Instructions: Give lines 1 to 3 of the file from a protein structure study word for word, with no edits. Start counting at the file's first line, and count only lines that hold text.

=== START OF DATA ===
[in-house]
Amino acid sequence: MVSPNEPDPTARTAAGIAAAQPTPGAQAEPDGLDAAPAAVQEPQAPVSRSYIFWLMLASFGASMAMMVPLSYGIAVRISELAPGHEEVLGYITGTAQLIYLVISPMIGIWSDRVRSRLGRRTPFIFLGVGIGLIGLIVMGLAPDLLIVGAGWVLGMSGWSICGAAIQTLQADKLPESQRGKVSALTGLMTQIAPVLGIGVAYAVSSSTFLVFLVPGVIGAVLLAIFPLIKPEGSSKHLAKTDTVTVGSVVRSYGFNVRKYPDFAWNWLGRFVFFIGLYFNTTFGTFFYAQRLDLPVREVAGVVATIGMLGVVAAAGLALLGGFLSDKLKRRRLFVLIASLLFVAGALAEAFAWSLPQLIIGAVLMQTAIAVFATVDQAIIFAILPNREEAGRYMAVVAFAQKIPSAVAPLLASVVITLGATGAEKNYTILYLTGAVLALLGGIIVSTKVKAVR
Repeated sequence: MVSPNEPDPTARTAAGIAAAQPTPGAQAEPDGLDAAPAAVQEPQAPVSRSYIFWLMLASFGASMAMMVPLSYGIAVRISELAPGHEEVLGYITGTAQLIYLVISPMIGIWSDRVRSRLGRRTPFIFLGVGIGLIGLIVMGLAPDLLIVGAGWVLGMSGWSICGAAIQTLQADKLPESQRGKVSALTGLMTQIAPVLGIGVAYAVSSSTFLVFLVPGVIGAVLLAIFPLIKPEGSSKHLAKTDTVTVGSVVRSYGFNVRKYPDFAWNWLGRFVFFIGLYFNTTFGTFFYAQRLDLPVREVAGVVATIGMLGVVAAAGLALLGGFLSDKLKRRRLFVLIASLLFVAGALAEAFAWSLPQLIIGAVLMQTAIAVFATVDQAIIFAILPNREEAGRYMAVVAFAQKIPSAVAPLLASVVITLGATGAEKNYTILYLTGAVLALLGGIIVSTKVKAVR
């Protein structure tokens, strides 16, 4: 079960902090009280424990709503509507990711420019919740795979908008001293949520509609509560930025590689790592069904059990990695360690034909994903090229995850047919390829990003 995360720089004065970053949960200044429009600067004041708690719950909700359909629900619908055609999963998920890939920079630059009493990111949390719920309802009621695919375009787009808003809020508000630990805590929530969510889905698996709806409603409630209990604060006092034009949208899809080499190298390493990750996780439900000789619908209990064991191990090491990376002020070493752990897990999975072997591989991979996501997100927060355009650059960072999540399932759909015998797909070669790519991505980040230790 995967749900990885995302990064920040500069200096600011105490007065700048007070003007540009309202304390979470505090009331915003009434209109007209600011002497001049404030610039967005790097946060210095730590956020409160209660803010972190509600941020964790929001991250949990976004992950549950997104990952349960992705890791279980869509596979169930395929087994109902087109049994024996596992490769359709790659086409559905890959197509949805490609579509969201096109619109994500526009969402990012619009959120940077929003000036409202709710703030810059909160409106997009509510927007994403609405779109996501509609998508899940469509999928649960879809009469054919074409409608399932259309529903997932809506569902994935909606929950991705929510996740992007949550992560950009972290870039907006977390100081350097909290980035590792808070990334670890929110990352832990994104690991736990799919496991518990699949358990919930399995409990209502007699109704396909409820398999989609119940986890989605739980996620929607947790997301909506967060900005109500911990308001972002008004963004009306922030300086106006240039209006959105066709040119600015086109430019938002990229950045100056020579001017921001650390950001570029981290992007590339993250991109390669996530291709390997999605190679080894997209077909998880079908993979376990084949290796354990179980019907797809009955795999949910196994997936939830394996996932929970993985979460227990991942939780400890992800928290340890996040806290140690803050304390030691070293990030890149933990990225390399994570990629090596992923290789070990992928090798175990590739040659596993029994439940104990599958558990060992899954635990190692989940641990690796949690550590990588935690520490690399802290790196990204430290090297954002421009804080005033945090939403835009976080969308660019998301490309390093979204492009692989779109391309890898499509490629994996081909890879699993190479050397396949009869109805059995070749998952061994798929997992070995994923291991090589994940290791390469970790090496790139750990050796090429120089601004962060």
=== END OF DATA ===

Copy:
[in-house]
Amino acid sequence: MVSPNEPDPTARTAAGIAAAQPTPGAQAEPDGLDAAPAAVQEPQAPVSRSYIFWLMLASFGASMAMMVPLSYGIAVRISELAPGHEEVLGYITGTAQLIYLVISPMIGIWSDRVRSRLGRRTPFIFLGVGIGLIGLIVMGLAPDLLIVGAGWVLGMSGWSICGAAIQTLQADKLPESQRGKVSALTGLMTQIAPVLGIGVAYAVSSSTFLVFLVPGVIGAVLLAIFPLIKPEGSSKHLAKTDTVTVGSVVRSYGFNVRKYPDFAWNWLGRFVFFIGLYFNTTFGTFFYAQRLDLPVREVAGVVATIGMLGVVAAAGLALLGGFLSDKLKRRRLFVLIASLLFVAGALAEAFAWSLPQLIIGAVLMQTAIAVFATVDQAIIFAILPNREEAGRYMAVVAFAQKIPSAVAPLLASVVITLGATGAEKNYTILYLTGAVLALLGGIIVSTKVKAVR
Repeated sequence: MVSPNEPDPTARTAAGIAAAQPTPGAQAEPDGLDAAPAAVQEPQAPVSRSYIFWLMLASFGASMAMMVPLSYGIAVRISELAPGHEEVLGYITGTAQLIYLVISPMIGIWSDRVRSRLGRRTPFIFLGVGIGLIGLIVMGLAPDLLIVGAGWVLGMSGWSICGAAIQTLQADKLPESQRGKVSALTGLMTQIAPVLGIGVAYAVSSSTFLVFLVPGVIGAVLLAIFPLIKPEGSSKHLAKTDTVTVGSVVRSYGFNVRKYPDFAWNWLGRFVFFIGLYFNTTFGTFFYAQRLDLPVREVAGVVATIGMLGVVAAAGLALLGGFLSDKLKRRRLFVLIASLLFVAGALAEAFAWSLPQLIIGAVLMQTAIAVFATVDQAIIFAILPNREEAGRYMAVVAFAQKIPSAVAPLLASVVITLGATGAEKNYTILYLTGAVLALLGGIIVSTKVKAVR